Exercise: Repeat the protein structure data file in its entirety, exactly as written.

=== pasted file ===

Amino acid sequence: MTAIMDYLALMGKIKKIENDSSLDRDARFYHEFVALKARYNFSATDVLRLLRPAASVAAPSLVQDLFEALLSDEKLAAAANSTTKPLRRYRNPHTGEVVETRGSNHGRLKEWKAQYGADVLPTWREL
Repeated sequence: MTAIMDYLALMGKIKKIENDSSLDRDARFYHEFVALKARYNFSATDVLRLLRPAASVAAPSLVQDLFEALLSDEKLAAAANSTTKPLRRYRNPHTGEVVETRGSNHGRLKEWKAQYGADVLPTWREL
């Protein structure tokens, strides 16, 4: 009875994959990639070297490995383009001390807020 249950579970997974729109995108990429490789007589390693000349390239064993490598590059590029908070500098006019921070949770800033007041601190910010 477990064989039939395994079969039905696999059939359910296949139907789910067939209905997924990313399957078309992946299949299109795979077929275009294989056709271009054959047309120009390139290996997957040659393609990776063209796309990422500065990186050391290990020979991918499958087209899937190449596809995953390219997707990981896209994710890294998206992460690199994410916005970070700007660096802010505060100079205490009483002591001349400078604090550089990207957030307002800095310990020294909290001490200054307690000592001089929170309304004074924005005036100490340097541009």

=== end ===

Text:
Amino acid sequence: MTAIMDYLALMGKIKKIENDSSLDRDARFYHEFVALKARYNFSATDVLRLLRPAASVAAPSLVQDLFEALLSDEKLAAAANSTTKPLRRYRNPHTGEVVETRGSNHGRLKEWKAQYGADVLPTWREL
Repeated sequence: MTAIMDYLALMGKIKKIENDSSLDRDARFYHEFVALKARYNFSATDVLRLLRPAASVAAPSLVQDLFEALLSDEKLAAAANSTTKPLRRYRNPHTGEVVETRGSNHGRLKEWKAQYGADVLPTWREL
């Protein structure tokens, strides 16, 4: 009875994959990639070297490995383009001390807020 249950579970997974729109995108990429490789007589390693000349390239064993490598590059590029908070500098006019921070949770800033007041601190910010 477990064989039939395994079969039905696999059939359910296949139907789910067939209905997924990313399957078309992946299949299109795979077929275009294989056709271009054959047309120009390139290996997957040659393609990776063209796309990422500065990186050391290990020979991918499958087209899937190449596809995953390219997707990981896209994710890294998206992460690199994410916005970070700007660096802010505060100079205490009483002591001349400078604090550089990207957030307002800095310990020294909290001490200054307690000592001089929170309304004074924005005036100490340097541009």